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The Week Ahead: Can New Home Sales Keep it Up?

for-saleDespite falling inventory levels, new single-family home sales hit their highest level in April since 2008. Will there be any room to move up from there? The May 2016 report on new home sales will be released on Thursday, June 23.

In April. HUD and the Census Bureau estimated that new home sales went at a seasonally adjusted annual rate of 619,000, a 16.6 percent increase from March's rate of 531,000 and an increase of 23.8 percent from April 2015’s estimate of 500,000.

Those numbers bode well for housing for the remainder of the year, according to Trulia chief economist Ralph McLaughlin.

"The gain reflects a sharp increase in demand from homebuyers and a healthy U.S. economy, and should put to rest fears of an oncoming recession,” McLaughlin said. “April’s large jump should also instill homebuilder confidence throughout the remainder of the year.”

Existing-home Sales—National Association of Realtors—Wednesday, June 22

Existing-home sales defied the odds in April by overcoming inventory shortages, soaring home price appreciation, and stagnant household income growth to rise by 1.7 percent to a seasonally adjusted annual rate of 5.45 million. It was the second consecutive months of increases for existing home sales, which have been up and down over the last year.

Can they do it again and increase a third straight month? The industry will find out on Wednesday, June 22, when the National Association of Realtors releases the existing-home sales report for May 2016.

It is quite possible. Realtor.com Chief Economist Jonathan Smoke said that the two-month streak of increases has brought existing home sales in line with the seasonally adjusted pace of sales at the beginning of the year and 6 percent higher than last year. This shows that momentum is continuing from a strong start to the year as the peak months for sales approach.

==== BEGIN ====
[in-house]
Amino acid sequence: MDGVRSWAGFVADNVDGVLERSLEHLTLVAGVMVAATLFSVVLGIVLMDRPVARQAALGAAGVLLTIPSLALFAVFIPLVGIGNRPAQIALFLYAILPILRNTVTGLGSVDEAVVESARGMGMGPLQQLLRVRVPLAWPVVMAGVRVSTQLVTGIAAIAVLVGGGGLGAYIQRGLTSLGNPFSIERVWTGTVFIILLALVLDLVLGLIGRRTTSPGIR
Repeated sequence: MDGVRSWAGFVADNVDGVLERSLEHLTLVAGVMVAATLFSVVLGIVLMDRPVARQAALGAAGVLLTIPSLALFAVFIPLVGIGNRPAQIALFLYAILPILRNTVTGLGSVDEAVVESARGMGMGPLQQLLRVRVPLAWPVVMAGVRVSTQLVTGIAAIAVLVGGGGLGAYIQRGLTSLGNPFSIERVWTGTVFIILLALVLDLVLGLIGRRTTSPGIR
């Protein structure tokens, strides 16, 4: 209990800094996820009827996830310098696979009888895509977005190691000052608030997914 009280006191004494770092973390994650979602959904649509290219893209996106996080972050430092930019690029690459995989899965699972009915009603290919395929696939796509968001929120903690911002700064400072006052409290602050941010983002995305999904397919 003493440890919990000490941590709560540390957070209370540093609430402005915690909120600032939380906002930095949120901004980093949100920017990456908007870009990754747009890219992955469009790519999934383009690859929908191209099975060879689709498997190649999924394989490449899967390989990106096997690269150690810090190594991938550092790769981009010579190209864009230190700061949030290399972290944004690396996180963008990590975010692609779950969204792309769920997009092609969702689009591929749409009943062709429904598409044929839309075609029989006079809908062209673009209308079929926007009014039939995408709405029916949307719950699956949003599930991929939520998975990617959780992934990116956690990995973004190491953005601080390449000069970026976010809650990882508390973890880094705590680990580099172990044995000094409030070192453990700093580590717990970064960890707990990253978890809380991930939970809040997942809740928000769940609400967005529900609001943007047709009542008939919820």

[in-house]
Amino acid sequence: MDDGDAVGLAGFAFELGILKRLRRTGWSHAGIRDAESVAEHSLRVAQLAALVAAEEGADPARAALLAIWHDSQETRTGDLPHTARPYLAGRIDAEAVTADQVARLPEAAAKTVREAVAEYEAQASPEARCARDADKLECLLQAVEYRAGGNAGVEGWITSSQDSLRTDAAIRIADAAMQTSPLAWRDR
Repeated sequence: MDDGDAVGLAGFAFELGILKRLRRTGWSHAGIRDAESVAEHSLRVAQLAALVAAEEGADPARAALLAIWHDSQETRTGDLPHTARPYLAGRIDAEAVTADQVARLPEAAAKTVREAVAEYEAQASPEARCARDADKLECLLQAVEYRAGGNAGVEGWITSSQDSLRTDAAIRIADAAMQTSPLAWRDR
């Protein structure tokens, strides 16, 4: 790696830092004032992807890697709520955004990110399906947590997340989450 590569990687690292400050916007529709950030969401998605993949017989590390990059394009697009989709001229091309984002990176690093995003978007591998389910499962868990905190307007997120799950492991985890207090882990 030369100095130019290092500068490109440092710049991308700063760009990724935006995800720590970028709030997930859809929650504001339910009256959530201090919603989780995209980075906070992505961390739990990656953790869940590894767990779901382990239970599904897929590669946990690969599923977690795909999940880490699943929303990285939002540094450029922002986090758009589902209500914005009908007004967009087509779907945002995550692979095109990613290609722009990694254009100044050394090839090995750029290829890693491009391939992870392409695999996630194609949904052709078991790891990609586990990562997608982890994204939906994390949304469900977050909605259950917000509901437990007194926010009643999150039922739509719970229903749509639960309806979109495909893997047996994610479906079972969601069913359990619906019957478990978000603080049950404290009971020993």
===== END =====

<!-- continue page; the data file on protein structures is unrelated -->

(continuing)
Affordability is a concern despite the current ongoing low mortgage rate environment.

“The temporary relief from mortgage rates currently near three-year lows has helped preserve housing affordability this spring, but there's growing concern a number of buyers will be unable to find homes at affordable prices if wages don't rise and price growth doesn't slow,” NAR chief economist Lawrence Yun said.

Yun was still optimistic about the summer homebuying season despite the affordability concerns.

“Looking ahead, with demand holding steady and supply levels still far from sufficient, the market for entry-level and mid-priced homes will likely continue to be the most competitive heading into the summer months,” Yun said.

 

This week's schedule

Wednesday, June 22

FHFA House Price Index, 9 a.m. EST

Janet Yellen, Federal Reserve Chair, Semi-Annual Testimony Before the House Financial Services Committee, 10 a.m. EST

Existing-home Sales for May 2016, National Association of Realtors, 10 a.m. EST

Thursday, June 23

New Home Sales for May 2016, 10 a.m. EST

About Author: Brian Honea

Brian Honea's writing and editing career spans nearly two decades across many forms of media. He served as sports editor for two suburban newspaper chains in the DFW area and has freelanced for such publications as the Yahoo! Contributor Network, Dallas Home Improvement magazine, and the Dallas Morning News. He has written four non-fiction sports books, the latest of which, The Life of Coach Chuck Curtis, was published by the TCU Press in December 2014. A lifelong Texan, Brian received his master's degree from Amberton University in Garland.
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